Jerry Yang was asking himself an obvious question that no one at his company seemed to be answering: What good is a lifesaving mitral valve implant if it can’t travel reliably from the lab to the patient?
Yang is an Associate Design Engineer for Caisson Interventional LLC, a medical device manufacturing company that makes mitral valve implants to replace heart valves that no longer function optimally. Think of a heart valve like a tiny door in one of the heart’s chambers, where blood is pumped and circulated throughout the body. If that door becomes too tight and won’t open properly, or too loose and won’t close properly, you’ve got big problems (infection, disease, and more). A mitral valve implant is essentially a new door that gets installed, allowing blood to come and go smoothly.
Caisson’s valve implant still has to be FDA-approved, yet it has seen high success rates in patients who have opted for it. In the meantime, Caisson’s delicate implants must continue to be shipped to hospitals, and that’s where Yang and his obvious question come in.
“There were issues with the jars and external packaging that the implants were being shipped inside of,” Yang says. “If there’s a leaky jar, you can’t put that product in a patient; you must discard the product because there’s been a sterility breach. Every time that happens, Caisson loses money.”
In every 40 jars shipped, about two or three were leaking. Yet most of Caisson’s engineers focused their attention on designing and fine-tuning the product itself, not the product packaging. When it came to packaging, a jar was simply stuffed inside a cardboard box and packed with five separate chunks of foam to stabilize it. Yang, who was finishing up his final year as a student in the Manufacturing Operations Management (MM) program, saw the packaging problem as an opportunity to earn credit for his capstone project while also fixing a red-flag issue for his employer.
Approaching the Redesign
A capstone project should do what its name implies: It should be the pinnacle of what an education has amounted to, and that’s precisely what Yang’s was. He knew from his coursework in engineering concepts and resource optimization that design decisions in manufacturing are complex. His course in medical device regulation was especially helpful in this department, as it provided a depth of knowledge about the complexity of these regulations. The designer must consider an array of risks that the product might encounter. Yang began calculating those risks and searching for packaging solutions that would withstand them.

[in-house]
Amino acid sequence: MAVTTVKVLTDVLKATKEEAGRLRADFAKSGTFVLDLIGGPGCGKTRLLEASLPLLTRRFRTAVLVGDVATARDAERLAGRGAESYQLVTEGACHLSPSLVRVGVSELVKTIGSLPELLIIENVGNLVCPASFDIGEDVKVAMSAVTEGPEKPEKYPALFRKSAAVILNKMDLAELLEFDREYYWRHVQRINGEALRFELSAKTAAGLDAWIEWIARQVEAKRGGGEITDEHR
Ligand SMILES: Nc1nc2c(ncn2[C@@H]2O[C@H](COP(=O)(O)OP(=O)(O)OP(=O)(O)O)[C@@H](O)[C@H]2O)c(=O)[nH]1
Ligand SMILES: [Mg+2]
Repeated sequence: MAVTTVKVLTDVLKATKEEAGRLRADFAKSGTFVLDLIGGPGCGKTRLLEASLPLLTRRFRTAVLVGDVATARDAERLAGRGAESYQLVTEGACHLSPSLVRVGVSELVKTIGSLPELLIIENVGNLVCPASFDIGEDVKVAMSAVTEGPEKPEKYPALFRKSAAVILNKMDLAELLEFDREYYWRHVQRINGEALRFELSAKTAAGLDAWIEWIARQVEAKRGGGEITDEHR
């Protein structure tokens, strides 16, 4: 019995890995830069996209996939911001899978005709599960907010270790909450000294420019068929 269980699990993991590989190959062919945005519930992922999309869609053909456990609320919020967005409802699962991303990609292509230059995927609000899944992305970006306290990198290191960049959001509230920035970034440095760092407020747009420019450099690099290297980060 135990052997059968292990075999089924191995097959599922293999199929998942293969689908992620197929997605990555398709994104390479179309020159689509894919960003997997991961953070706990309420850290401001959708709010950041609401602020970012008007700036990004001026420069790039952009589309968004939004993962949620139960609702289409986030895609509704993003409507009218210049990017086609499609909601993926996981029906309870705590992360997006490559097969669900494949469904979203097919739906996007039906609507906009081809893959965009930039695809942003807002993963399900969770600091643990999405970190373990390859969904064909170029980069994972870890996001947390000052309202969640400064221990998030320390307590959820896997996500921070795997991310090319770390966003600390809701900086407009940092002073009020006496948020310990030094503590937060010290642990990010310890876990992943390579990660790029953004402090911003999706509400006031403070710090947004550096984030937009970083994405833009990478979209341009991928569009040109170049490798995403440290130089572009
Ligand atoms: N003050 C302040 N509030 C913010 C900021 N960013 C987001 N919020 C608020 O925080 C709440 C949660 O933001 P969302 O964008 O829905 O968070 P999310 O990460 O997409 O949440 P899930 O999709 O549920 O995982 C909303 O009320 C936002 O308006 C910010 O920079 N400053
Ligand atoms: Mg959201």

“As I thought about the jar and the box it would go inside, I did a lot of risk analysis,” Yang says. “I asked myself, ‘If I use this jar or that jar, will it withstand pressure in an airplane? What mechanisms seal the jar? What about the packing foam that surrounds the jar inside the box?’ One question leads to another.”
What was supposed to be a six-week project turned into a year-and-a-half-long project. Yang’s research and risk-mitigation analysis paid off, though. After lots of trial and error and in-house testing, he came up with a packaging solution that Caisson and his capstone instructor at the U of M were very pleased with.
Yang’s final packaging design included a heavier jar with thicker glass, which fit neatly inside a single custom-cut styrofoam mold. This was packed tightly inside a corrugated cardboard box with a solid bleached sulfate exterior. The labels were redesigned as well, and the finished packaging looked professional and solid. Most importantly, it worked. Of the 150 jars sent using Yang’s packaging, 100 percent arrived at their destinations intact with no leaks.
Final Stages of Design
Caisson is moving forward with Yang’s packaging design. The next step is to create steel molds for fabricating the packaging materials, an expensive procedure that commits Caisson to using Yang’s design for a long time to come.
“We send out one or two mitral valve implants a month right now,” Yang says. “But once we finish all the testing required by the FDA, that number might skyrocket to 40 or 50 implants per month. We have to be ready for that.”
Thanks to Yang’s packaging remedy, they will be.
Jerry Yang is a recipient of the Osher Reentry Scholarship.